Microsoft has announced that it is discontinuing Project Astoria, which was Microsoft’s plan to offer developers an easy way to port Android apps over to Windows 10. Last year, Microsoft had announced that it was planning to build bridge technologies that would allow developers to port iOS and Android apps over to Windows. Project Islandwood was the name given to the iOS bridge, while Project Astoria was the Android Bridge. This announcement comes just a day after Microsoft acquired Xamarin, a startup that allowed developers to write apps in a single programing language, and customise the software to run on Android, iOS, and Android.
In a post on Microsoft’s official blog, the company states, “We received a lot of feedback that having two Bridge technologies to bring code from mobile operating systems to Windows was unnecessary, and the choice between them could be confusing. We have carefully considered this feedback and decided that we would focus our efforts on the Windows Bridge for iOS and make it the single Bridge option for bringing mobile code to all Windows 10 devices, including Xbox and PCs.” The company encourages developers to take a look at the the iOS bridge or Xamarin’s products.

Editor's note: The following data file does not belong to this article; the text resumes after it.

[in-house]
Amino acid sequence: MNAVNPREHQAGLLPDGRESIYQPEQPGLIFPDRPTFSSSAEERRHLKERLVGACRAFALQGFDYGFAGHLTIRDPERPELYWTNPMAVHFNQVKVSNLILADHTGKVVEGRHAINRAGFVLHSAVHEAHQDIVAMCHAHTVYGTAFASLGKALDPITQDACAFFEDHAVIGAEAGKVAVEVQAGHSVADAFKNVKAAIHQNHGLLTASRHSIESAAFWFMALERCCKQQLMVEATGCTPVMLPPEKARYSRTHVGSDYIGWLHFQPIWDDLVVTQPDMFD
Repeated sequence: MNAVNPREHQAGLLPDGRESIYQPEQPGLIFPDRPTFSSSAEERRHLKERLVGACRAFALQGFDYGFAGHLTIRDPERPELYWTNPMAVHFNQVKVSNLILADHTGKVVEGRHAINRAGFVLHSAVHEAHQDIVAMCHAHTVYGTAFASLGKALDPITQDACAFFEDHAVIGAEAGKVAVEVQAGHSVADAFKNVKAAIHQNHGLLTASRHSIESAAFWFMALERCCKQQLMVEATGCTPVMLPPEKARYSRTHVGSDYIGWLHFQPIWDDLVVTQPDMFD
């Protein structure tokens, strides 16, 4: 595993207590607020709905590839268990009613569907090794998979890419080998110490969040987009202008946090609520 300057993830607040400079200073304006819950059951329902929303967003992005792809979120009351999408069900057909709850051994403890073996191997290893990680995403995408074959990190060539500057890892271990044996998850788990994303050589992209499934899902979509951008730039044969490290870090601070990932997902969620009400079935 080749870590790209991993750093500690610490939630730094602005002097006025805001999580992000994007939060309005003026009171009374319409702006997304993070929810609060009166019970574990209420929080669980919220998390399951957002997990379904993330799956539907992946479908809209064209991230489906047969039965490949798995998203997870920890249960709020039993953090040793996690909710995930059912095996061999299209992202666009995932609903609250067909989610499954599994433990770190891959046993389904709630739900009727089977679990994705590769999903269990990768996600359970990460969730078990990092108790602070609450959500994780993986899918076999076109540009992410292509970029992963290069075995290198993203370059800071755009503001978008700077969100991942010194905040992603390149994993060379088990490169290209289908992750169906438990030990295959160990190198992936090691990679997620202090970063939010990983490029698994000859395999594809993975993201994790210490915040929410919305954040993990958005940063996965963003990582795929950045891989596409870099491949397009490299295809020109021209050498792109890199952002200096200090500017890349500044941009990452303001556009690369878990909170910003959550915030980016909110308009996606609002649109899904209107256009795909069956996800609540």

Back in November, it was reported that the project may have been delayed indefinitely. The reason behind this was presumed to be the controversial nature of the project. Since the project was an emulator, developers had little incentive to create apps specifically for Windows. Not only that, but it also made pirating apps easy.